London // Britons will go to the polls today to vote in the closest fought election in living memory. Although opinion polls yesterday gave the Conservatives an increased lead over Prime Minister Gordon Brown's Labour Party and the Liberal Democrats, the peculiarities of the UK's first-past-the-post electoral system suggested that the nation was heading for its first hung parliament in a generation.
But nothing is, or has been, predictable in this campaign, with the fortunes of each of the parties going on something of a roller coaster ride in the past month. Most importantly, perhaps, surveys indicated that up to 40 per cent of the people casting their vote today were still undecided yesterday whom they would be supporting. If a hung parliament is the outcome by the time most of the results in the 650-seat House of Commons are declared by tomorrow morning, days of horse trading in a bid to form a government could follow. Mr Brown is hoping that he will have enough seats - even if he trails the Tories by a distance in the popular vote - to cling on to power by going into coalition with the Lib Dems.
David Cameron, the Conservative leader, is refusing to even discuss the possibility of his leading a minority government. A partnership with the Liberal Democrats would, anyway, be difficult as one of their basic demands is that proportional representation be introduced to the UK's electoral system - something the Tories have flatly ruled out. The Lib Dems, though, are enjoying widespread support for electoral reform. Under the current system, should they get a quarter of the popular vote today - which the polls predict will happen - they will end up with only an eighth of the seats in parliament.
Across the average of opinion polls this week, the Conservatives enjoyed support at 35 per cent, Labour 29 and Lib Dems 27. Translated into seats in parliament - and because Labour's votes tend to be more concentrated geographically than their rivals - this would mean Labour ends up with 272 seats, the Conservatives with 270 seats and the Lib Dems with 79 seats. The remaining 29 seats would be scattered among Scottish, Welsh and Northern Irish parties.
Labour appears to have rallied in the final days of the campaign, at the expense of the Liberal Democrats, mainly because Mr Brown has upped his game after a fairly lamentable showing in the opening fortnight of the campaign. He did not do well in the three televised debates and he complained yesterday that the campaign had concentrated too much on personalities and not enough on policies. "The novelty of television debates clouded the need for policy to be debated," he said in a BBC radio interview.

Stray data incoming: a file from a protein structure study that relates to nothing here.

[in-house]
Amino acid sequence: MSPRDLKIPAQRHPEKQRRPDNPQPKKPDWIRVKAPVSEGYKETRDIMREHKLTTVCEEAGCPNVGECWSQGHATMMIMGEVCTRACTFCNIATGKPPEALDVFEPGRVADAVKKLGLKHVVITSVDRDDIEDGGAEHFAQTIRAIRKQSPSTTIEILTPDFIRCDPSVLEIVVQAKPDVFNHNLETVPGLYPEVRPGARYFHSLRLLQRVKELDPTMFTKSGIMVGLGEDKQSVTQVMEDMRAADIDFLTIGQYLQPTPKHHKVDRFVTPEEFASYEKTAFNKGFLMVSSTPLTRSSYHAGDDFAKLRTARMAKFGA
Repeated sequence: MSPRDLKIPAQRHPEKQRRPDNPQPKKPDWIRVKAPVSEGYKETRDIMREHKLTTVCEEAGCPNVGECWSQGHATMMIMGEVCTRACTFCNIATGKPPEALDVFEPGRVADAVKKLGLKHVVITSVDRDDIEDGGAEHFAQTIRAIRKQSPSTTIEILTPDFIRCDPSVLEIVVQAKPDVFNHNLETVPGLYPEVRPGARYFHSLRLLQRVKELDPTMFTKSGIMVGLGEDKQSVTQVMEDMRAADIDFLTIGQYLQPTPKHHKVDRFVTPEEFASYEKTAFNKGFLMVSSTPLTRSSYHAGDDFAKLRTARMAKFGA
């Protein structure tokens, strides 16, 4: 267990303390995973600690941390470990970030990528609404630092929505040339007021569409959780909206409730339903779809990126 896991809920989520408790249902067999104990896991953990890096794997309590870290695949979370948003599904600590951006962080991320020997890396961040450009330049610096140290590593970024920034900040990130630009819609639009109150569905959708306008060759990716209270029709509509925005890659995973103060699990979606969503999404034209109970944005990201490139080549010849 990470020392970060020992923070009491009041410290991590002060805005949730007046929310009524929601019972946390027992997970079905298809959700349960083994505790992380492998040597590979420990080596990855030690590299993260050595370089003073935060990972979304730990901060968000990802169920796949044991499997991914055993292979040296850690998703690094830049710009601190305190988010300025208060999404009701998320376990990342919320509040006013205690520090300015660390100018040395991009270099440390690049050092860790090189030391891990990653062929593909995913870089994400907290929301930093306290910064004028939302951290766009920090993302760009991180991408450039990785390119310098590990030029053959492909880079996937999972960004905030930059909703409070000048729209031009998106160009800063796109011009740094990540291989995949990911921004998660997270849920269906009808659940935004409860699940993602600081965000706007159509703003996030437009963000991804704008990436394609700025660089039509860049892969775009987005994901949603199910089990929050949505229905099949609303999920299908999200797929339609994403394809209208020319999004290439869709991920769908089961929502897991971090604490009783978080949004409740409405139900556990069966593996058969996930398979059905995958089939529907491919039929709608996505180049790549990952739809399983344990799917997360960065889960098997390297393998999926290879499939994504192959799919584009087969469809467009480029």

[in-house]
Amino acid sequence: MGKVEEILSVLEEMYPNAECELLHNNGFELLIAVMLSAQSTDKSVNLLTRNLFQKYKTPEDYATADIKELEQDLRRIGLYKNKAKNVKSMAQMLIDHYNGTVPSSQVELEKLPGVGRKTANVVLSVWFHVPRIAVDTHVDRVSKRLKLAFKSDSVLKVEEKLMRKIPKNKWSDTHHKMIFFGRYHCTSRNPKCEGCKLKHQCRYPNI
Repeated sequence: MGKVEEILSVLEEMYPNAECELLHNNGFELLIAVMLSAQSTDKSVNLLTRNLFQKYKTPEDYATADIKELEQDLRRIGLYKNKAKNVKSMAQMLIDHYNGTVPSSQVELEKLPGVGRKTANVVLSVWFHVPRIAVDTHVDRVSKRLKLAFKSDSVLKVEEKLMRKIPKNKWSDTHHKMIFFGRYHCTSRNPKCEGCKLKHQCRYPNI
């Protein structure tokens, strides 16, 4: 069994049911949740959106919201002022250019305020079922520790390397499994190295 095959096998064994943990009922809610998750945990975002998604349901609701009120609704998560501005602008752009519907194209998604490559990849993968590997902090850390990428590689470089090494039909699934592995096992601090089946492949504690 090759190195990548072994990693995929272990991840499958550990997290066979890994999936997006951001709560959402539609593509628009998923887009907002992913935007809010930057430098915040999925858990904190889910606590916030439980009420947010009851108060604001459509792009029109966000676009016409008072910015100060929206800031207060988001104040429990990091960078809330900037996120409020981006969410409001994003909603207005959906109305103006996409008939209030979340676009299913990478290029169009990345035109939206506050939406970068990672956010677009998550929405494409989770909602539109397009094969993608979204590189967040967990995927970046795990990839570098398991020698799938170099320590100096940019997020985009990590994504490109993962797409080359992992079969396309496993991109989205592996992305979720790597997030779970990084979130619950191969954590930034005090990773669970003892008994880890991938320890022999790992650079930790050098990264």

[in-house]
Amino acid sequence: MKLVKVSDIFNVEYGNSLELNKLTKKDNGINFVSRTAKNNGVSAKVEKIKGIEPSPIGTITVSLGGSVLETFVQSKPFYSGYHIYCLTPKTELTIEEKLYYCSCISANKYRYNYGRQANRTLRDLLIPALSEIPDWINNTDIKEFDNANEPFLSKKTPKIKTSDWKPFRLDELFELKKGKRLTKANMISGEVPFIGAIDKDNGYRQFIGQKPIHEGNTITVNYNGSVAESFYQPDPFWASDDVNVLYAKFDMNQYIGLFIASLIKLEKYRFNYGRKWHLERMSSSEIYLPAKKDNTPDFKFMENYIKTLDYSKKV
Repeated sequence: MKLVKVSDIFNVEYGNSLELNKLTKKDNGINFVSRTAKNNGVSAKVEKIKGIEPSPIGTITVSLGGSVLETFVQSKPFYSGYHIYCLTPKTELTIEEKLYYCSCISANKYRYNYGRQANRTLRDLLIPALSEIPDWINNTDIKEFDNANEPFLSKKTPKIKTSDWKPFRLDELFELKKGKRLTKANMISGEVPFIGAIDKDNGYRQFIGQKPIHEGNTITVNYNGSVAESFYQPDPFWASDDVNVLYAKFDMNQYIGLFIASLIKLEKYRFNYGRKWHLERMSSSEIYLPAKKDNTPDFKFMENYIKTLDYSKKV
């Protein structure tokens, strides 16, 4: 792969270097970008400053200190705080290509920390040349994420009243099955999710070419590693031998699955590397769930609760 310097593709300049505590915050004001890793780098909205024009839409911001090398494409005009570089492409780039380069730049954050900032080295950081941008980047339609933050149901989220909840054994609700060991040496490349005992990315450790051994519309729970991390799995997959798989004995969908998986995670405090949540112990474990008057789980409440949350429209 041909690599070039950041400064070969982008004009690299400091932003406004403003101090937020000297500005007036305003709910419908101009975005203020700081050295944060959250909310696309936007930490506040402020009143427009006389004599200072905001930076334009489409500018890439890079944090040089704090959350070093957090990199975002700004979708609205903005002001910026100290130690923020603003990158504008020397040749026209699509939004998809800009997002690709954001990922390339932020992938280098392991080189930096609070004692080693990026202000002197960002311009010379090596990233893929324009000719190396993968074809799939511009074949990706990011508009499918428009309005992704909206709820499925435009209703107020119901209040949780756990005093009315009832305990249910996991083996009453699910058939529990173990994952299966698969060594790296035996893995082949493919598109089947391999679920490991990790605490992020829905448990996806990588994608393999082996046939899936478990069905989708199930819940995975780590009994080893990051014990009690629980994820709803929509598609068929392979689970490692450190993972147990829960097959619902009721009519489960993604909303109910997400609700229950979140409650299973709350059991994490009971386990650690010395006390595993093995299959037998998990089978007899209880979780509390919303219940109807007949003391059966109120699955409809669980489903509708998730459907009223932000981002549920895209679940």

"We're making big choices about the National Health Service, schools and about jobs, industry and the economy. "I feel we have not yet discussed sufficiently the risks to the economy in the future and the need for jobs to be secure." Mr Cameron campaigned throughout the night yesterday because he "didn't want to waste any hours on the last day" before people vote in what he described as the "most important election in a generation".
He told GMTV he believed that the Conservatives were winning the big arguments, but added: "I don't want to take anything for granted, it's a very important election. It's a close election and I'm fighting for every vote right down to the wire." Asked why he thought his party's poll lead had dropped since the start of the campaign, Mr Cameron said: "I never believed this election was going to be easy. Elections are meant to be a challenge.
"The British people don't hand you the government of the country on a plate, quite rightly they are making us work for it." Nick Clegg, the leader of the Liberal Democrats, told Sky News: "There is a still a day to go, there are still lots of people who haven't decided how to vote. "This is an unbelievably important day. I'm going to work incredibly hard right down to the last minute to say to people they've got this fantastic, once in a generation opportunity to do something different."
While the Lib Dems did seem to be suffering from a classic "third party squeeze", with their rivals playing on voters' fears of a hung parliament, Mr Clegg received a small boost yesterday when psychological research showed he had the most key personality traits among the three party leaders to be the "perfect" prime minister. Prof Alex Linley, the director of the Centre of Applied Positive Psychology in Coventry, said all three party leaders showed "promise" in terms of judgement, compassion, personal responsibility, tackling problems and seeing how things can be improved.
Mr Brown was perceived to be good at tackling problems, Mr Cameron's strength was maintaining a positive outlook, while Mr Clegg was said to have good judgement, was compassionate and a "born improver". @Email:email@example.com